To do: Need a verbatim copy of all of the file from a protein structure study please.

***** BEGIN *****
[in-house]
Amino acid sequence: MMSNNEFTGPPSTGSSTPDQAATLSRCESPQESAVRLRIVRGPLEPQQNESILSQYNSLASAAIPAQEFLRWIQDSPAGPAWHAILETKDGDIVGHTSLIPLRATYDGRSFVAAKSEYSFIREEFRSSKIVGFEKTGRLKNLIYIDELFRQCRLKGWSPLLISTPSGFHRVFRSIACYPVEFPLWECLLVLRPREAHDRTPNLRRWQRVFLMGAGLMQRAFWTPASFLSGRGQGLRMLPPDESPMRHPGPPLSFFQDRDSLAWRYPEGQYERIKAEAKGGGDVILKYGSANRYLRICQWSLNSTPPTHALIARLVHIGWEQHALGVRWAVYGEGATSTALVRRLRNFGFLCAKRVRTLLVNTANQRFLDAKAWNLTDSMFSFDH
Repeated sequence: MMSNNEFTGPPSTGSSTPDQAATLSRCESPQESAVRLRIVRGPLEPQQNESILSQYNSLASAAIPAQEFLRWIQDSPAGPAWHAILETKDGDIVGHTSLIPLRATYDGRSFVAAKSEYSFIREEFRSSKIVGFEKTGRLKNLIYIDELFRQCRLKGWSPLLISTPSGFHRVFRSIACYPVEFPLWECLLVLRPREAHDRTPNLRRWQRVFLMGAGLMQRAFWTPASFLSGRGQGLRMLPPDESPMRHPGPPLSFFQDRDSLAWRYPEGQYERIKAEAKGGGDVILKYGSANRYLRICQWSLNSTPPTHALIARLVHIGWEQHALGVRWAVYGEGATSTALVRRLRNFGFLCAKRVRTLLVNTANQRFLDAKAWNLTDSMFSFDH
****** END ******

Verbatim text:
[in-house]
Amino acid sequence: MMSNNEFTGPPSTGSSTPDQAATLSRCESPQESAVRLRIVRGPLEPQQNESILSQYNSLASAAIPAQEFLRWIQDSPAGPAWHAILETKDGDIVGHTSLIPLRATYDGRSFVAAKSEYSFIREEFRSSKIVGFEKTGRLKNLIYIDELFRQCRLKGWSPLLISTPSGFHRVFRSIACYPVEFPLWECLLVLRPREAHDRTPNLRRWQRVFLMGAGLMQRAFWTPASFLSGRGQGLRMLPPDESPMRHPGPPLSFFQDRDSLAWRYPEGQYERIKAEAKGGGDVILKYGSANRYLRICQWSLNSTPPTHALIARLVHIGWEQHALGVRWAVYGEGATSTALVRRLRNFGFLCAKRVRTLLVNTANQRFLDAKAWNLTDSMFSFDH
Repeated sequence: MMSNNEFTGPPSTGSSTPDQAATLSRCESPQESAVRLRIVRGPLEPQQNESILSQYNSLASAAIPAQEFLRWIQDSPAGPAWHAILETKDGDIVGHTSLIPLRATYDGRSFVAAKSEYSFIREEFRSSKIVGFEKTGRLKNLIYIDELFRQCRLKGWSPLLISTPSGFHRVFRSIACYPVEFPLWECLLVLRPREAHDRTPNLRRWQRVFLMGAGLMQRAFWTPASFLSGRGQGLRMLPPDESPMRHPGPPLSFFQDRDSLAWRYPEGQYERIKAEAKGGGDVILKYGSANRYLRICQWSLNSTPPTHALIARLVHIGWEQHALGVRWAVYGEGATSTALVRRLRNFGFLCAKRVRTLLVNTANQRFLDAKAWNLTDSMFSFDH